A company wishing to acquire your minerals will offer a signing bonus for your entering into a lease agreement. The amount of the bonus can vary greatly; it is basically an enticement to get you to enter into the lease agreement. Often the bonus is considered to be the area of greatest interest to you, because it represents ready cash received at the time of signing. Considering only the bonus can be very short-sighted, as the mineral royalty can generate far more dollars for you if minerals are discovered, produced and marketed. However, if minerals are not discovered and production does not take place, the bonus consideration could be the major source of revenue generated. The mineral owner is therefore faced with a gamble as to the possibility of success in discovering minerals.

You would be advised to take a lower signing bonus if you can obtain a higher royalty, provided you feel confident the well to be drilled will be successful. However, if no minerals are found, the owner would of course have been better advised to have obtained the largest possible signing bonus.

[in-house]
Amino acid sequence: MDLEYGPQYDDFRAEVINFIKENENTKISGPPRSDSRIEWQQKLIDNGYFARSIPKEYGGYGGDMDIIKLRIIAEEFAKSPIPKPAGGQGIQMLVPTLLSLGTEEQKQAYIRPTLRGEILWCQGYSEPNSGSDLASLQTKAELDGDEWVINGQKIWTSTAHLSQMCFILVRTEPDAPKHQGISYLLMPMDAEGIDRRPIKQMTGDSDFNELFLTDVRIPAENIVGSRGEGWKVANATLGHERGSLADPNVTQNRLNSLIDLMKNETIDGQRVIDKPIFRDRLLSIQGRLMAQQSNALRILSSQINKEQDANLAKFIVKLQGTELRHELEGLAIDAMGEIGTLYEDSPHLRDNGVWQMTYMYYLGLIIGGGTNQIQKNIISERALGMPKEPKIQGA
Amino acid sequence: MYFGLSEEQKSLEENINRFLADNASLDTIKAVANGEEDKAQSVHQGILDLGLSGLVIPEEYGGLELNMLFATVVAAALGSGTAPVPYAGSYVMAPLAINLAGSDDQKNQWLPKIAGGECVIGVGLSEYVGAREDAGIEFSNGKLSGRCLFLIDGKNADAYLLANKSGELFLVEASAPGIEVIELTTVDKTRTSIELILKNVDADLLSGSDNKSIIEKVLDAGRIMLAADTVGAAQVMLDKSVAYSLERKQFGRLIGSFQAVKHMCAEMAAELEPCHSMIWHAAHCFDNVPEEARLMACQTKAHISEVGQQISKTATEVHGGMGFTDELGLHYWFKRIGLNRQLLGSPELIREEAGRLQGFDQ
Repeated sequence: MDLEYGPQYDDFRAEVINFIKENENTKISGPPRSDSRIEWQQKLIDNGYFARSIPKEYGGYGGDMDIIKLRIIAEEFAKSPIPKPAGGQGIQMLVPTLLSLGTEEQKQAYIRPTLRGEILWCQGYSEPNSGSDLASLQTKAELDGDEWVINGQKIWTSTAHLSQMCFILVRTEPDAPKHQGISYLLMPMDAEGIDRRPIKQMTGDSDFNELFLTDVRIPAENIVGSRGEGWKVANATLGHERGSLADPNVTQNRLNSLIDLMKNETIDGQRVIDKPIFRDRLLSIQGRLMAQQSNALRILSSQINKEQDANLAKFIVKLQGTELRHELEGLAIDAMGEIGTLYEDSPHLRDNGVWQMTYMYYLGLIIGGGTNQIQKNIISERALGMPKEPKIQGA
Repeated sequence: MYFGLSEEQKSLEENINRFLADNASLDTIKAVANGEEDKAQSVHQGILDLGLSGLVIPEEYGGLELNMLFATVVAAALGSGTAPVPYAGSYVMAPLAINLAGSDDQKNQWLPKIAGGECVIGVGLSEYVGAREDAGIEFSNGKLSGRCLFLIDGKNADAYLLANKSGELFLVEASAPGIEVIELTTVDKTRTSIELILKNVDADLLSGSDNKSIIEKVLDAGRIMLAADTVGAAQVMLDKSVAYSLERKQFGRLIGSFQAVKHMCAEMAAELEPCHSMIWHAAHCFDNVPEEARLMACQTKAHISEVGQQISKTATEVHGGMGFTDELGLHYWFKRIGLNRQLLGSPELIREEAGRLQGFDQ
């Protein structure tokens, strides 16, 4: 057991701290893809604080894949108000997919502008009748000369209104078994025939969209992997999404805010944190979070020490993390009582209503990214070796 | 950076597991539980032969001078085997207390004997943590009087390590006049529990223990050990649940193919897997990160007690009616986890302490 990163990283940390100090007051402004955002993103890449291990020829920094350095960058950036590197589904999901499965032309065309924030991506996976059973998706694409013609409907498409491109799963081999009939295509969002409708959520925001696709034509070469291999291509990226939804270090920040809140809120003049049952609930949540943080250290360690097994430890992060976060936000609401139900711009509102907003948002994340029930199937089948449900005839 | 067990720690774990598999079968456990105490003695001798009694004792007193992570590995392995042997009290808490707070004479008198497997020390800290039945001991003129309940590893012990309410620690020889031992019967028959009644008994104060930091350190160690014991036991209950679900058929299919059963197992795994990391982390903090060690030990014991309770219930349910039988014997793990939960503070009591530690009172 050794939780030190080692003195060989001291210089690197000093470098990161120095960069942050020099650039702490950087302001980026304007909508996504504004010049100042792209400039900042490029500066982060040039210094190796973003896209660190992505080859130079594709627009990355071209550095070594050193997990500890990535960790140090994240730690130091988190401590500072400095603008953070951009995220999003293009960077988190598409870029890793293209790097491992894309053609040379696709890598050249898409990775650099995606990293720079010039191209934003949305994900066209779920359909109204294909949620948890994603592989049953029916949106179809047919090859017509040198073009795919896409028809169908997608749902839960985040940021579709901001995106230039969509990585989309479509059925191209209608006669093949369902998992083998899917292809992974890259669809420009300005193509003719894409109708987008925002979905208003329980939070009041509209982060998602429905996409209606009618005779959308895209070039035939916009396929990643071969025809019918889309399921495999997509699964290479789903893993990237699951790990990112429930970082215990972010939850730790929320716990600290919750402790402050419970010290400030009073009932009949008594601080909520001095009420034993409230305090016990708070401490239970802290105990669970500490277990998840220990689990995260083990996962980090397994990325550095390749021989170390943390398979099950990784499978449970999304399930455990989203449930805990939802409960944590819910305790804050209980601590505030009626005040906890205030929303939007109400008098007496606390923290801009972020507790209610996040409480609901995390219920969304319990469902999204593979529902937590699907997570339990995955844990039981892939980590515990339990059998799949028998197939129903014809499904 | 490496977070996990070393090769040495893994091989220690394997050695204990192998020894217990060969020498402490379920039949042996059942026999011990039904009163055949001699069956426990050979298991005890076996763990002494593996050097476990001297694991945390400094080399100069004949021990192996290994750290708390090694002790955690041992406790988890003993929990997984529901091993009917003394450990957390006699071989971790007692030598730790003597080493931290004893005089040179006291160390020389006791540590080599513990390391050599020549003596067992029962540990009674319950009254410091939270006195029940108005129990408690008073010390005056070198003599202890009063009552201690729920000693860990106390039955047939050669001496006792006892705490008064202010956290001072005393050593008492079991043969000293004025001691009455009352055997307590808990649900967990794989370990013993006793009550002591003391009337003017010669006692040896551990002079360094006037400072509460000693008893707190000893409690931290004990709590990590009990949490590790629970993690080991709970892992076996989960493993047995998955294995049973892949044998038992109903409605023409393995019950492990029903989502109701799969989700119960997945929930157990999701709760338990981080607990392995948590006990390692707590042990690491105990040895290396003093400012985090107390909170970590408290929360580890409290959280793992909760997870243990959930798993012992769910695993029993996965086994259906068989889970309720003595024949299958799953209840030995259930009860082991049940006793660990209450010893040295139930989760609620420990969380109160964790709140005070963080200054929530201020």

The oil company is in a better position to determine what might result from drilling, but no one can foresee the results with certainty. So, the amounts to be paid as a bonus and the rate of royalty are open for negotiation. However, we stress that the signing bonus should not be the sole factor in deciding whether to enter into a lease. Many mineral owners have, with regret, based their entire decision to lease on the bonus factor alone.

Length of the Lease

A mineral lease grants a company the exclusive right to drill for the minerals for a specific length of time. If the company fails to perform its obligation to drill under the terms of the lease agreement within the time frame set out, the lease expires and the company no longer retains a legal interest to your minerals. You may then lease, or otherwise deal with your minerals, with any other company.

If the company drills within the lease period, the lease then extends for as long as production is taken from your land and royalties are paid. Upon the company establishing a producing well, the royalty payments must continue at the rate provided for in the lease, and are not subject to renegotiation.